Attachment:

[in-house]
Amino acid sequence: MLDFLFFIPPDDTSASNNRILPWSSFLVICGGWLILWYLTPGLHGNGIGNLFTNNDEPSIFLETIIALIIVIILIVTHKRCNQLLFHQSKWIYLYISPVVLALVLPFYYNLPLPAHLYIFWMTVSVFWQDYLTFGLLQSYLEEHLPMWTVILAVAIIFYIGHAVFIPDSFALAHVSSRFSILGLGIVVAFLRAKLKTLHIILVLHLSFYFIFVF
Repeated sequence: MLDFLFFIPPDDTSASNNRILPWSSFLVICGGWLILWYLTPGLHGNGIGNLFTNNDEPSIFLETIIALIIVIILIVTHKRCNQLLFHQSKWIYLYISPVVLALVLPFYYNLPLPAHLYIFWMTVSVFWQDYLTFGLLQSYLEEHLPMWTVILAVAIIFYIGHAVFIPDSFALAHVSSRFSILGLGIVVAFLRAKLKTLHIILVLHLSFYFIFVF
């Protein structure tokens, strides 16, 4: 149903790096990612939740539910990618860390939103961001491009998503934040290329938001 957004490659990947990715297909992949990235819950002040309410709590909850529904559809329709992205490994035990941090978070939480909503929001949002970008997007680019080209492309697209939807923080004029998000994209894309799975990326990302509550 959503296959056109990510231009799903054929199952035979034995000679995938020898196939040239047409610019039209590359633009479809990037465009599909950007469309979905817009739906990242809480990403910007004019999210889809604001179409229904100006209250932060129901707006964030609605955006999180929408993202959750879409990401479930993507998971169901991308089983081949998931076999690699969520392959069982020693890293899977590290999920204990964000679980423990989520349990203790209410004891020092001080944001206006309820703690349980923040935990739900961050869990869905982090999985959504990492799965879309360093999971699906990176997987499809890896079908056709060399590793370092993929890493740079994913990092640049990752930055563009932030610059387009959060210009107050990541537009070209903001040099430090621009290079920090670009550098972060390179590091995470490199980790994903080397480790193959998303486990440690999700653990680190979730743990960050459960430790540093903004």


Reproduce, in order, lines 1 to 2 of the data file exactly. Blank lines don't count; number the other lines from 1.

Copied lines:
[in-house]
Amino acid sequence: MLDFLFFIPPDDTSASNNRILPWSSFLVICGGWLILWYLTPGLHGNGIGNLFTNNDEPSIFLETIIALIIVIILIVTHKRCNQLLFHQSKWIYLYISPVVLALVLPFYYNLPLPAHLYIFWMTVSVFWQDYLTFGLLQSYLEEHLPMWTVILAVAIIFYIGHAVFIPDSFALAHVSSRFSILGLGIVVAFLRAKLKTLHIILVLHLSFYFIFVF